|Abstract||The study of gender and associated questions about the social construction of masculinity and femininity have become established as important elements of social science research. While gender has often been a focus in disciplines such as sociology and anthropology, the social construction of gender is now analysed in areas ranging from criminology to international political economy. The importance of gender is also recognised in the trend towards ‘gender mainstreaming’ evident in many national and international policy discourses (Walby 2005). Disaster studies adopted the use of gendered analysis quite late, however, and it was not until the late 1990s that the influential collection The Gendered Terrain of Disaster (Enarson & Morrow 1998) was published. Since then, there has been a steady increase in international literature dealing with the relationship between gender and disaster. Australian research on bushfire has yet to make use of the insights from this literature and this discussion paper offers ways in which a gendered analysis of bushfire in Australia might be developed.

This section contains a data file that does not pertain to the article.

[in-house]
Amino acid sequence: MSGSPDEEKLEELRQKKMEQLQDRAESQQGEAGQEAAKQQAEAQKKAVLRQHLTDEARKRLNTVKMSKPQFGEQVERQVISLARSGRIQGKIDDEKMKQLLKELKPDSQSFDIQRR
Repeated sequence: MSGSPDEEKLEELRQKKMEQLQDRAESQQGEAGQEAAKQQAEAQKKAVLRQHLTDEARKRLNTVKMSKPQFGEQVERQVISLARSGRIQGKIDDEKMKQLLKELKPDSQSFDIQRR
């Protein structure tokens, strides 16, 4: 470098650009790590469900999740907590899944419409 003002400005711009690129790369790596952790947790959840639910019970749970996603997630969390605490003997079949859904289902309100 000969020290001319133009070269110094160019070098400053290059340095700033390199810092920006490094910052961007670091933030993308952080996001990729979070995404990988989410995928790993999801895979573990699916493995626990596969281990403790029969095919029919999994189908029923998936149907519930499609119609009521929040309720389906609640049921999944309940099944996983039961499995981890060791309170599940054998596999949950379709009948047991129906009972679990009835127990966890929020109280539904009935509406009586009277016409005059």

There is a very limited amount of work which mentions gender in the context of bushfire in Australia (Poiner 1990; Cox 1998; Beaston & McLennan 2005; Beaston et al. 2008; DeLaine et al. 2008; Maleta 2009; Eriksen et al. 2010) and, for the most part, gender is a peripheral rather than central theme (cf. Eriksen et al. 2010). Given the lack of available research dealing with the Australian context, this discussion paper draws on two other major areas of literature that are likely to provide the most suitable frameworks for applying gendered analyses. The first is the critical, academic literature on gender and disaster which is still rather limited in volume but has strong conceptual grounding. The second is literature on gender and rurality which is fed by the disciplines of rural sociology and gender studies. Both are relatively new areas of academic interest and feature significant research gaps which would be suitable for further study. This discussion paper aims to draw on the international literature regarding gender, disaster, masculinity and rurality and suggest ways in which insights from these areas may be used to better understand bushfire preparedness, communication, response and recovery in Australia as well as avenues for future research. The latter sections of this paper offer ways of developing a theoretical framework to understand how and why bushfire preparation, response and recovery are heavily gendered in the Australian context. This aims to move beyond simply looking at women and bushfire, and instead adopting an understanding that gender is fundamentally relational. This approach means men and masculinity must become part of the analysis as well. The paper concludes by considering how bushfires in Australia have become socially constructed as ‘men’s business’.